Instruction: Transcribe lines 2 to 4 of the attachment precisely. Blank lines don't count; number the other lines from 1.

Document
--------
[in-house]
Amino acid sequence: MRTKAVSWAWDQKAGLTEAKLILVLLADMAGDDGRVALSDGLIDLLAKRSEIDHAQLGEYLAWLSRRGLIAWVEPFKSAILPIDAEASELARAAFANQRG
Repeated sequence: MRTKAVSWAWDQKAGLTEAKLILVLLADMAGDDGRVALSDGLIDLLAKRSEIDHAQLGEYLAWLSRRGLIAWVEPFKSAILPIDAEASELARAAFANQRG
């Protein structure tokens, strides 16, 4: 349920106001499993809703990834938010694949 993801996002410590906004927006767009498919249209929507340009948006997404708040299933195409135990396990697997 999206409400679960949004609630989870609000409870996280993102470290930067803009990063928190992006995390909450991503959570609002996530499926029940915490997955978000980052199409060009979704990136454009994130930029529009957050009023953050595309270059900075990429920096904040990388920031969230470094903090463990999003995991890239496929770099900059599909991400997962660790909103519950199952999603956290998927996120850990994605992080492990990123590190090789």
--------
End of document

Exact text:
Amino acid sequence: MRTKAVSWAWDQKAGLTEAKLILVLLADMAGDDGRVALSDGLIDLLAKRSEIDHAQLGEYLAWLSRRGLIAWVEPFKSAILPIDAEASELARAAFANQRG
Repeated sequence: MRTKAVSWAWDQKAGLTEAKLILVLLADMAGDDGRVALSDGLIDLLAKRSEIDHAQLGEYLAWLSRRGLIAWVEPFKSAILPIDAEASELARAAFANQRG
């Protein structure tokens, strides 16, 4: 349920106001499993809703990834938010694949 993801996002410590906004927006767009498919249209929507340009948006997404708040299933195409135990396990697997 999206409400679960949004609630989870609000409870996280993102470290930067803009990063928190992006995390909450991503959570609002996530499926029940915490997955978000980052199409060009979704990136454009994130930029529009957050009023953050595309270059900075990429920096904040990388920031969230470094903090463990999003995991890239496929770099900059599909991400997962660790909103519950199952999603956290998927996120850990994605992080492990990123590190090789």